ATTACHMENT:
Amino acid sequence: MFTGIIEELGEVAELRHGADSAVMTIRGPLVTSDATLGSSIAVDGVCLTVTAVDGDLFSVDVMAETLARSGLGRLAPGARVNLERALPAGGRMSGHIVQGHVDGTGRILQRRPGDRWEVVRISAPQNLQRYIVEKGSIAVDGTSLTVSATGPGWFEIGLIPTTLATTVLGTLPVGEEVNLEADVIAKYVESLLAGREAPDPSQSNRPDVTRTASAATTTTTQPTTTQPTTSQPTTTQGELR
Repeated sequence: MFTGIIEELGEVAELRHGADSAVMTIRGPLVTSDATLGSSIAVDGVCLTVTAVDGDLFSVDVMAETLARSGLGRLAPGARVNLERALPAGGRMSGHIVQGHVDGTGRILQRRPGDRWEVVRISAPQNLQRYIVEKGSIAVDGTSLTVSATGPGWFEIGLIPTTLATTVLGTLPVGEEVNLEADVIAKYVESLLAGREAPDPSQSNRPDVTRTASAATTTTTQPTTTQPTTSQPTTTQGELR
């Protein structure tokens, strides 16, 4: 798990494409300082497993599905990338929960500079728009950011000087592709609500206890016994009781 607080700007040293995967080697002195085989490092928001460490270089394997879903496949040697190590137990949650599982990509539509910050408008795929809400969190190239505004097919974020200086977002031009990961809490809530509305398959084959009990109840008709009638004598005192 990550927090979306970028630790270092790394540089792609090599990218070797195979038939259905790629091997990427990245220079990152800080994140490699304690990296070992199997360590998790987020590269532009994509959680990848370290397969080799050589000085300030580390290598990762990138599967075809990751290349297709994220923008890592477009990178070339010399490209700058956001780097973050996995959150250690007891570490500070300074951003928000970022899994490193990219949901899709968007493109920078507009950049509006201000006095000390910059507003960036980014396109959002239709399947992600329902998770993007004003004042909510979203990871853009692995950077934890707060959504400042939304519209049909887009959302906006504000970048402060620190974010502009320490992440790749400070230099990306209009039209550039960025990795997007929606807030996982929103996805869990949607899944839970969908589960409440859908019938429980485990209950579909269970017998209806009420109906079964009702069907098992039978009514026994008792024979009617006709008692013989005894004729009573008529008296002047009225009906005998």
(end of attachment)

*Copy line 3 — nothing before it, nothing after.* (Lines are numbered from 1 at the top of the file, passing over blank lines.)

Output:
């Protein structure tokens, strides 16, 4: 798990494409300082497993599905990338929960500079728009950011000087592709609500206890016994009781 607080700007040293995967080697002195085989490092928001460490270089394997879903496949040697190590137990949650599982990509539509910050408008795929809400969190190239505004097919974020200086977002031009990961809490809530509305398959084959009990109840008709009638004598005192 990550927090979306970028630790270092790394540089792609090599990218070797195979038939259905790629091997990427990245220079990152800080994140490699304690990296070992199997360590998790987020590269532009994509959680990848370290397969080799050589000085300030580390290598990762990138599967075809990751290349297709994220923008890592477009990178070339010399490209700058956001780097973050996995959150250690007891570490500070300074951003928000970022899994490193990219949901899709968007493109920078507009950049509006201000006095000390910059507003960036980014396109959002239709399947992600329902998770993007004003004042909510979203990871853009692995950077934890707060959504400042939304519209049909887009959302906006504000970048402060620190974010502009320490992440790749400070230099990306209009039209550039960025990795997007929606807030996982929103996805869990949607899944839970969908589960409440859908019938429980485990209950579909269970017998209806009420109906079964009702069907098992039978009514026994008792024979009617006709008692013989005894004729009573008529008296002047009225009906005998």